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A perspective on the 2015 appropriation bill (2)

Statoil deepens spending cuts as declining oil price saps profits

The planned expenditure, projected revenue and by extension the expected fiscal deficit for 2015 depend on the budget assumptions. The oil price benchmark of $65 per barrel (pb) is lower than $77.5pb applied in 2014. Oil prices have dropped sharply and are currently trading below the budget benchmark, with OPEC estimating that Nigeria’s Bonny Light crude averaged $51pb in January 2015.

The outlook for the oil market, according to the ‘The Economist’ magazine, is not too robust for the reason that

(1) demand is low because of weak economic activity, increased efficiency, and a growing switch away from oil to other fuels;

(2) the turmoil in Iraq and Libya, two big oil producers with nearly 4m barrels a day combined, has not affected their output;

(3) America now imports much less oil;

(4) the Saudis and their Gulf allies have decided not to sacrifice their own market share to restore the price.

The current supply and demand dynamics notwithstanding, it is not certain where the price of oil will be in the medium term given the volatilities associated with commodities markets in general and the oil markets in particular. What is certain is that markets go through the boom-bust cycles which make it imperative for natural resource countries like Nigeria to put in place sufficient fiscal buffers. Government should therefore consider a lower benchmark oil price in line with market realities. The reduction of the benchmark price implies lower revenue estimate, therefore necessitating corresponding cuts in planned expenditure. Given the rigidity associated with personnel costs reduction, there is need for downward review in overhead costs which accounts for N1.58 trillion or 36.2 percent of the total budget and is 2.5 times the amount set aside for capital spending.

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With respect to oil production, it is assumed that 2.2782mbpd will be produced in the fiscal year 2015 as against 2.3883mbpd last year. Although the assumed production level is lower than the previous year, there are still concerns that this target may not be met owing to continued problem of oil pipelines vandalism and theft. However, in setting the production target, consideration may have been given to the fact that broad-based efforts (including the involvement of local communities) are being taken to address the problem. Nevertheless, the concerns are not misplaced given that budget goals have been consistently lower than actual production. Nigeria’s actual oil production, according to OPEC, was on average lower than the budget targets for 2013 and 2014. Therefore, government should consider a downward review of the oil production benchmark to between 1.79mbpd and 1.91mbpd which are the average productions in 2013 and 2014, according to OPEC.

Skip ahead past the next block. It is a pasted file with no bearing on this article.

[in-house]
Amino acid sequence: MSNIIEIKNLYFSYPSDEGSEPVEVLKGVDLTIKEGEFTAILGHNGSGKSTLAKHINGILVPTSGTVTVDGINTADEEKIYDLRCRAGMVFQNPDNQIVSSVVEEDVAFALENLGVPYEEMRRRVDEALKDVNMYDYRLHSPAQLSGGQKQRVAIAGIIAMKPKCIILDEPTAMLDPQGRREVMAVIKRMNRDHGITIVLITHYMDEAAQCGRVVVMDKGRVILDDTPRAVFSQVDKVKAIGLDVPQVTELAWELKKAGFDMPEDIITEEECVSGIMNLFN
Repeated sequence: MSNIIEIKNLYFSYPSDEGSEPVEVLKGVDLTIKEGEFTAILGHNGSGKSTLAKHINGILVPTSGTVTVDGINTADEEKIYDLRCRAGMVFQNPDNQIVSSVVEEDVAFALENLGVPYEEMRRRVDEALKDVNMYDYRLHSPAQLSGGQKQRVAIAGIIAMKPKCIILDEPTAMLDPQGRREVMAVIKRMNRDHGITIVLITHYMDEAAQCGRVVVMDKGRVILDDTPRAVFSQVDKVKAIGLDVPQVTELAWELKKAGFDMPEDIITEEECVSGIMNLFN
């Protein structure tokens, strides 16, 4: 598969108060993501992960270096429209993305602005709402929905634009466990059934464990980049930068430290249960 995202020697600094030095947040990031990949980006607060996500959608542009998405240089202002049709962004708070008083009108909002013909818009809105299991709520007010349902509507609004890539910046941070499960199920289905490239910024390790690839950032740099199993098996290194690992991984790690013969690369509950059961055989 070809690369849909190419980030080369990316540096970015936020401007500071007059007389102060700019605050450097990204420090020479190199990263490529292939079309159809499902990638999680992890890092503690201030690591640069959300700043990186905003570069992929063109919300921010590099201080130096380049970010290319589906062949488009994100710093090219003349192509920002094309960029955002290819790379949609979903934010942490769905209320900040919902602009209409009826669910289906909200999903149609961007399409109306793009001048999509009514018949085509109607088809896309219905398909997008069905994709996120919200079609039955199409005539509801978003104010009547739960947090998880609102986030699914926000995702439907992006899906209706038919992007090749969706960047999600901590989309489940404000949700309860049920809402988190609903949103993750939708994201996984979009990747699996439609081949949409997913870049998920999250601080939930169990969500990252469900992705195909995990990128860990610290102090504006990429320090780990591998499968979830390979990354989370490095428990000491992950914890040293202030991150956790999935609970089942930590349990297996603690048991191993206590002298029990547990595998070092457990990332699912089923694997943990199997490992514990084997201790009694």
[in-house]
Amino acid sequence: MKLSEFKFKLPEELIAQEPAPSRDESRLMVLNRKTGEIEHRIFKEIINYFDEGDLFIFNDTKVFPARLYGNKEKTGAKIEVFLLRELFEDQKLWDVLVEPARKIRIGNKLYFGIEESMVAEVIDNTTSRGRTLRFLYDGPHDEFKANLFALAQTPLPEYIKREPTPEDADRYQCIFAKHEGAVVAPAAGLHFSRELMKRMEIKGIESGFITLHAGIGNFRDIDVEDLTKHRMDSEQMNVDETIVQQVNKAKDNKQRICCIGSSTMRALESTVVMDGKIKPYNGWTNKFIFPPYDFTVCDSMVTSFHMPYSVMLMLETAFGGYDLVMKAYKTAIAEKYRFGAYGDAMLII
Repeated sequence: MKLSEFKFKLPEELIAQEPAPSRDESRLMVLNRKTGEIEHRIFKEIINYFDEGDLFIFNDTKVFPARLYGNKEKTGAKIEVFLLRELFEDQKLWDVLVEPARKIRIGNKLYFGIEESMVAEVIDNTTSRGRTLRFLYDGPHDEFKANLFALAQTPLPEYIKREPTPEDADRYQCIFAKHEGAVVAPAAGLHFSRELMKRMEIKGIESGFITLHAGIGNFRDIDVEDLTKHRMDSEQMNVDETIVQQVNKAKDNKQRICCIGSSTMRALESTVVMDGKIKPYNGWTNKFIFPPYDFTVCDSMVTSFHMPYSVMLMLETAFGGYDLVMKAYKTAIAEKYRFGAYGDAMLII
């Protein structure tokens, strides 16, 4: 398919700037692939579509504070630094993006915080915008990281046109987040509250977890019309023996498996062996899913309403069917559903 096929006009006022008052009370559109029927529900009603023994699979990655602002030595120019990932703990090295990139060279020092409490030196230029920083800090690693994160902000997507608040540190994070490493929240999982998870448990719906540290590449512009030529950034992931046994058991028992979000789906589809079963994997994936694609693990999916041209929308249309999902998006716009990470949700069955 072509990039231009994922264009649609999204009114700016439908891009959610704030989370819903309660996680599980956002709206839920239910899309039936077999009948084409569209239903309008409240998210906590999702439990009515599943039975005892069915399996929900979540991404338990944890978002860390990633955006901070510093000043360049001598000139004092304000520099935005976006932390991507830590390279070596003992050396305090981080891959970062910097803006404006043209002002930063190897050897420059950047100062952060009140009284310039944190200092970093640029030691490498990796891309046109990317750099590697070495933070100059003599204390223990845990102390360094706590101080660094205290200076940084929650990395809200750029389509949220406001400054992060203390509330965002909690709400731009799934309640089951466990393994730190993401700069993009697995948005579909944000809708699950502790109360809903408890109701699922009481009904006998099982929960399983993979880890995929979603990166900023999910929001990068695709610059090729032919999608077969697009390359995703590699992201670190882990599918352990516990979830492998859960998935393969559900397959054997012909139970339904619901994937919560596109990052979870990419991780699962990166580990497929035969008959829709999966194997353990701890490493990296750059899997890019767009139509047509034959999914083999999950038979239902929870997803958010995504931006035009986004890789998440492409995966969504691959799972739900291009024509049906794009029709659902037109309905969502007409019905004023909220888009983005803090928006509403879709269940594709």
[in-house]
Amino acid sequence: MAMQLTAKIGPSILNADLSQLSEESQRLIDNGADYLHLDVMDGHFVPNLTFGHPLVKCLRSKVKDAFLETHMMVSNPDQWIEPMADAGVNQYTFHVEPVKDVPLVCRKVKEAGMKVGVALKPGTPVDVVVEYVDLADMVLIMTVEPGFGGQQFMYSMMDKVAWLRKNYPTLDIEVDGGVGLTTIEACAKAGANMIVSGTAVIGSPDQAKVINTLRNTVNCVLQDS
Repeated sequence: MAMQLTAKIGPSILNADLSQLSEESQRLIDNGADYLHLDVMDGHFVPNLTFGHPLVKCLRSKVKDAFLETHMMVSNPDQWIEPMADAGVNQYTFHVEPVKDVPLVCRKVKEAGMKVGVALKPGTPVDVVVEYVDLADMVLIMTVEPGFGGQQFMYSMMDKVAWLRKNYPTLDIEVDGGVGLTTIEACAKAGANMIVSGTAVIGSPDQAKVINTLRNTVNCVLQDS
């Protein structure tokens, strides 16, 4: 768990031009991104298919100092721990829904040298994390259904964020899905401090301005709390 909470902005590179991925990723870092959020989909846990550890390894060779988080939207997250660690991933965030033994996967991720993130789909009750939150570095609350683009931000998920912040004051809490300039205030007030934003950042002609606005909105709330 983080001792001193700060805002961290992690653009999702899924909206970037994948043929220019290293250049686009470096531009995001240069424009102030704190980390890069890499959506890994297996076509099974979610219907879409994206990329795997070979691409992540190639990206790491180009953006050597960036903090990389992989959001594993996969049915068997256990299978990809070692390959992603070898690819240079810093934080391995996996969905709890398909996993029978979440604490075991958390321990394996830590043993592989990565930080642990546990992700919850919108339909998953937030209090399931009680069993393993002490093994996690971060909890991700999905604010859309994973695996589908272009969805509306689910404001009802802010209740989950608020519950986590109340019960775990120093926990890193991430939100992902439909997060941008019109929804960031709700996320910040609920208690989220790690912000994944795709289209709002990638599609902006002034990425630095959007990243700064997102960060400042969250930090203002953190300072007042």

The exchange rate target for the fiscal year 2015 is N165/$ as against N160/$ in 2014. Compared with the oil price and production benchmarks which are determined by the fiscal authorities, the exchange rate assumption is usually provided by the central bank. The lower value of the exchange rate is based on current trend in the global oil market which poses risk to dollar earnings from oil and by extension exchange rate management. The direction of the exchange rate will in the short term depend on whether oil prices rebound from current levels as well as on Nigeria’s domestic oil production meeting the target for the fiscal year. Ultimately, the value of the exchange rate will be determined by how competitive the Nigerian economy is relative to the world.

In sum, a downward review of the oil price and production benchmarks should be considered in light of current realities. If oil prices rebound and production meets or surpasses the target, then the government will earn enough revenue to fund the budget and also have a lower deficit level. However, if oil price and production targets fail, the resultant deficit will be enormous and the financing mode will be challenging. To finance the deficit, the option of increasing new borrowing from the proposed N570bn, which is a decline from the previous year’s N653.72bn, may be insufficient. Besides, if borrowing is increased, total amount set aside for debt service will also increase from N943bn, which is already 21.6 percent of the total budget and 1.5 times the N627.12bn set aside for capital expenditure. This includes MDAs capital budget, share of capital spending in statutory transfers and share of capital spending in SURE-P.

At this time of unfavourable market conditions, there is need for drastic reduction in spendings that have little value addition. While personnel costs comprise salaries and other entitlements that are rigid, the overhead costs component of recurrent spending need to be slashed across the board. Salary cuts should be considered for top government officials while the legislators can show patriotism and lead by example by slashing the N150bn allocation to the National Assembly. In the medium to long-term, there is need for the establishment of a mechanism that will ensure MDAs provide detailed returns on how their budgetary allocations are expended. Emphasis must be on the quality of spending, not only during austerity periods but also during boom times.

Culled from the policy brief prepared for Preston Consults Nigeria Limited.

Maxwell Ekor